Mindfulness, Habit and Your Comfort Zone
I prefer mindfulness over our usual experience. Others disagree: they advocate risk, ‘getting out of your comfort zone’, and so on.
Is mindfulness better? Well I think so. But this leads to the question why?, and that gets more interesting.
But first, what do I mean by ‘mindfulness’? What I mean by ‘mindfulness’ are those times when we are attentive to what we are experiencing. This can be paying attention to something ‘out there’ in the world (a flower or cup or piece or cardboard, a dilemma to be resolved, a problem fixed, an innovation to be devised) or ‘in here’ in my experience (thoughts, feelings, or sensations).
A common expression is ‘watchfulness’, or talking about ourselves as the ‘watcher’ or the ‘perceiver’. It is common in some meditation practices to say that we are not our thoughts but the watcher of our thoughts. At these times we are not scatty and distracted but focused on one thing with relatively stable attention.
This experience of watchfulness is often preferred to our usual experience; it feels more relaxed and less fretful. This is certainly my preference. Others disagree: they advocate risk, ‘getting out of your comfort zone’, and so on.
I find it hard to be fair to the ‘get out of your comfort zone’ folks because it seems so mistaken to me. I think these people are often basing their worth on achievements (which means that only one person in any field can be most worthy — a losing game for everyone else). I think this is usually based on childhood experiences. They are often letting an eight-year-old run their life — i.e., they way they felt at around eight years old. There are times of graceful performance that feel ‘effortless’, even though great energy is expended (often called experiences of ‘flow’), that seem excluded from this way of seeing the world. Stress often interferes with learning. (You need to manage the stress as well as pay attention to what you’re learning — it is better to be able to pay attention without distractions.) Finally, it just doesn’t fit for me: my preference is for a quiet joy bubbling away beneath a life that flows for me.
The ‘get out of your comfort zone’ folks are not just trying to dupe us all into living a miserable life. They are concerned for us to have a better, bigger life. Their advocacy of ‘get out of your comfort zone’ is grounded in and confirmed by their experience.
What kind of experience is this? In my experience and observation it is concerned with laziness and achievement, habit and freshness. A habit is an easy way to do something, even if it is something that may be bad for us in the longer term — eating unhealthy food, moving in unhealthy ways, having that same destructive argument… It can take energy for us to get out of our rut, to break the habit. This is usually experienced as stressful and uncomfortable. So it seems clear that to break a habit means ‘getting out of our comfort zone’. Achieving what we find worthwhile can mean years of practice (the figure often quoted is 10,000 hours). I have no desire to insult or diminish excellence: I prefer to hear the guitar played well rather than badly, and I hope I am getting better at writing, even if it does mean that I cringe when I read my first attempts. This commitment to achievement is usually seen to be opposed to laziness. Sometimes we don’t feel like doing what we need to in order to improve our performance. An athlete may prefer to stay in bed and have a day off training, a philosopher may prefer not to deal with a problem in the argument he is making; laziness threatens achievement and excellence. It is easier to stay in our comfort zone — in bed, following the old arguments or whatever — rather than trying for something more. So it seems clear that we need to ‘get out of our comfort zone’ if we are to achieve something worthwhile or excellent.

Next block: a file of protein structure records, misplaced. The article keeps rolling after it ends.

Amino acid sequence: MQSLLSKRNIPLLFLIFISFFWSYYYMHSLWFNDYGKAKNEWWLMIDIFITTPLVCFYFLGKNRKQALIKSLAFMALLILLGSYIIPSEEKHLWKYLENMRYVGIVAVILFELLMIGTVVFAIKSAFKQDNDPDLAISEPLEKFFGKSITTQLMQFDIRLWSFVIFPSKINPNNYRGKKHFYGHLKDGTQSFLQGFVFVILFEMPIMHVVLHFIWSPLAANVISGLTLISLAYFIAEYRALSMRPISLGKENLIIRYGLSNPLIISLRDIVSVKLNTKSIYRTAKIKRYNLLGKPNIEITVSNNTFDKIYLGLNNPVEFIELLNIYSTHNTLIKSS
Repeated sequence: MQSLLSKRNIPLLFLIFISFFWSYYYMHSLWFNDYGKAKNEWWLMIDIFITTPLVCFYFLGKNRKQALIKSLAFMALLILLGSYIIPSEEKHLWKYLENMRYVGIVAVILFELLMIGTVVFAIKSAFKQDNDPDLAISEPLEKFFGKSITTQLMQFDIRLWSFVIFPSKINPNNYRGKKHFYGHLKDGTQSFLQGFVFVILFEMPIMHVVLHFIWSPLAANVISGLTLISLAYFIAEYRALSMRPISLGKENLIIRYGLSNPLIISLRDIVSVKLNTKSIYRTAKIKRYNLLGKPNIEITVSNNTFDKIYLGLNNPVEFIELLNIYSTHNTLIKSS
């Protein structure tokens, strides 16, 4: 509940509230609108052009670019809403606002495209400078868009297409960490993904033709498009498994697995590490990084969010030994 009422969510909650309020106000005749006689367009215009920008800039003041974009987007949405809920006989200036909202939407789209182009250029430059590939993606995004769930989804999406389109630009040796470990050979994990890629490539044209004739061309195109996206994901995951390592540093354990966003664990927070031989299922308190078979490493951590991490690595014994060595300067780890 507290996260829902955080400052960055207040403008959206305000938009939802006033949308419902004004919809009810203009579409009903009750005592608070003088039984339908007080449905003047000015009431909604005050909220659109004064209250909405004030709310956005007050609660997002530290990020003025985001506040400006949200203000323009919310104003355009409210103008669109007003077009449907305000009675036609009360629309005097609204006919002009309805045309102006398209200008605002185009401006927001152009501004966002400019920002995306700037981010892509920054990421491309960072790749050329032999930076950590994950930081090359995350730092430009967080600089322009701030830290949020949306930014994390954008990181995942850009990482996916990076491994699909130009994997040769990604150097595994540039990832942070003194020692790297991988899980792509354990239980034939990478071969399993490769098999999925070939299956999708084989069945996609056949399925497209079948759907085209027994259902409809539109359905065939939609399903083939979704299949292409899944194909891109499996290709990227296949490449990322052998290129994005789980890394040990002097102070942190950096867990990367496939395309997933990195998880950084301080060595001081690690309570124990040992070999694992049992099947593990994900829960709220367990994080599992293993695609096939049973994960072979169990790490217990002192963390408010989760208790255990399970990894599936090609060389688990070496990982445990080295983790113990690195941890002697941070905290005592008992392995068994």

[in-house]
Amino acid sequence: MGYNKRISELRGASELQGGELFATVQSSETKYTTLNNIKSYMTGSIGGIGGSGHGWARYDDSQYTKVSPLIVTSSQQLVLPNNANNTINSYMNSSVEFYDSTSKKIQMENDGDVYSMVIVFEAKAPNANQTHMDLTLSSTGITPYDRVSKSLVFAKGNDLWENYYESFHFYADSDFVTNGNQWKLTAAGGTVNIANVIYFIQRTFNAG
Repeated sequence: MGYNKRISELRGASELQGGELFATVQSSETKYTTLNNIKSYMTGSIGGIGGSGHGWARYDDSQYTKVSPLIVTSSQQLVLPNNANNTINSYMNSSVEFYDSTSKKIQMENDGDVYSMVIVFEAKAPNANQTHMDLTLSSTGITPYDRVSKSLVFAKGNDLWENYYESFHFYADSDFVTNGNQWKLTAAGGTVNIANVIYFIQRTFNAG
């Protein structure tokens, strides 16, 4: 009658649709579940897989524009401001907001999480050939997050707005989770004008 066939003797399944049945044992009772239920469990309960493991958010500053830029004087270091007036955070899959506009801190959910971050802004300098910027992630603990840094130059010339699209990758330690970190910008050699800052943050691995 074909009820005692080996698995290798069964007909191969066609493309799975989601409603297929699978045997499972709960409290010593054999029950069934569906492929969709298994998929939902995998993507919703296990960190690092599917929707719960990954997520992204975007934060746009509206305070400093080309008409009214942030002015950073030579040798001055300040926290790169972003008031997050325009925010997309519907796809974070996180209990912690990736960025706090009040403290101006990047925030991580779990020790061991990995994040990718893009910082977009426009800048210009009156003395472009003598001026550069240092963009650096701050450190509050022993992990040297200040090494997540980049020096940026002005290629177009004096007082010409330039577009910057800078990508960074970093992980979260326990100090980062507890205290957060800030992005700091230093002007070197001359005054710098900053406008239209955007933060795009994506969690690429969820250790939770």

If we do break a habit or strive to achieve, then the rewards can be great: the freshness and pleasure we derive from food that is good for us, movements we enjoy and nourishing relationships are all great. Even if we don’t achieve our goal we may develop skills and have experiences that we wouldn’t otherwise have had. The rewards for ‘getting out of our comfort zone’ cannot be denied.
While these rewards cannot be denied, I do think we can ask if they can be achieved in an easier way. If achieving a goal requires learning (rather than just effort), then stress will interfere. A mindfulness approach will usually make learning easier. While it takes energy to break a habit, it may be more fruitful to direct this energy to what is desired — and understanding what our desire is. If we find that the cigarette is the only time we take a break then this may lead to other ways of dealing with our smoking habit. I think that the rewards of the ‘get out of your comfort zone’ approach can be had more simply and efficiently through the mindfulness approach.
Are there times when the mindfulness approach is inappropriate? I believe so. This was brought home vividly to me when I was cooking and spilt some hot fat on my shoe (I was wearing joggers). I wondered if the hot fat would penetrate the shoe or be cooled if it did. It did, and it wasn’t — as the painful blisters that I had for the next week demonstrated. Our instincts are a valuable part of us as well!
I would like to hear from you if you have some kind of mindfulness practice (such as meditation). Have you found this beneficial, and if so, in what ways? Have you found it harmful in any way? Do you think there are times when mindfulness is unhelpful? I look forward to hearing your experience in the comments.
All clinical material on this site is peer reviewed by one or more clinical psychologists or other qualified mental health professionals. This specific article was originally published by Dr Greg Mulhauser, Managing Editor on .on and was last reviewed or updated by
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